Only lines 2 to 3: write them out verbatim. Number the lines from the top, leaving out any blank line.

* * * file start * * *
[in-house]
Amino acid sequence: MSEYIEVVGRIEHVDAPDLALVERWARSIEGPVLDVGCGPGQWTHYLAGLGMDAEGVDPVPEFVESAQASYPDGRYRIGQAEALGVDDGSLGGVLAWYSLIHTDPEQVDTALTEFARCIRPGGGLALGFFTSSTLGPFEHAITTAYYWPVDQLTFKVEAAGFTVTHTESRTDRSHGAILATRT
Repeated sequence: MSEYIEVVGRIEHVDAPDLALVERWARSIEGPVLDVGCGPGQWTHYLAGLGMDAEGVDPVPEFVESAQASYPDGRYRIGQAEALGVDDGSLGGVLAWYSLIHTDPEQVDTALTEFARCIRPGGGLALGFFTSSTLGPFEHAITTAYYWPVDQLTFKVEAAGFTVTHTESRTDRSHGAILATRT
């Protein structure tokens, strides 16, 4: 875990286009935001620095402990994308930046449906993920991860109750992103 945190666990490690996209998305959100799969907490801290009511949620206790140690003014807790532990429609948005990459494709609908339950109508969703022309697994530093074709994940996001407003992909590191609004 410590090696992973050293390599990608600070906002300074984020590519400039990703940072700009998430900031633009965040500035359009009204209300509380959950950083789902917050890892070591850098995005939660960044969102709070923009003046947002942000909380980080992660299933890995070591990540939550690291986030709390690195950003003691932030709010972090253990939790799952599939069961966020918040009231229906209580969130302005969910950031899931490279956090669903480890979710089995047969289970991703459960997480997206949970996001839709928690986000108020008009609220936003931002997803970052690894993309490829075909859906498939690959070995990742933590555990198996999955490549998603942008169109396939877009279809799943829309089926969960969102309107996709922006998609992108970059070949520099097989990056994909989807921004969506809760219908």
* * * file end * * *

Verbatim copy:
Amino acid sequence: MSEYIEVVGRIEHVDAPDLALVERWARSIEGPVLDVGCGPGQWTHYLAGLGMDAEGVDPVPEFVESAQASYPDGRYRIGQAEALGVDDGSLGGVLAWYSLIHTDPEQVDTALTEFARCIRPGGGLALGFFTSSTLGPFEHAITTAYYWPVDQLTFKVEAAGFTVTHTESRTDRSHGAILATRT
Repeated sequence: MSEYIEVVGRIEHVDAPDLALVERWARSIEGPVLDVGCGPGQWTHYLAGLGMDAEGVDPVPEFVESAQASYPDGRYRIGQAEALGVDDGSLGGVLAWYSLIHTDPEQVDTALTEFARCIRPGGGLALGFFTSSTLGPFEHAITTAYYWPVDQLTFKVEAAGFTVTHTESRTDRSHGAILATRT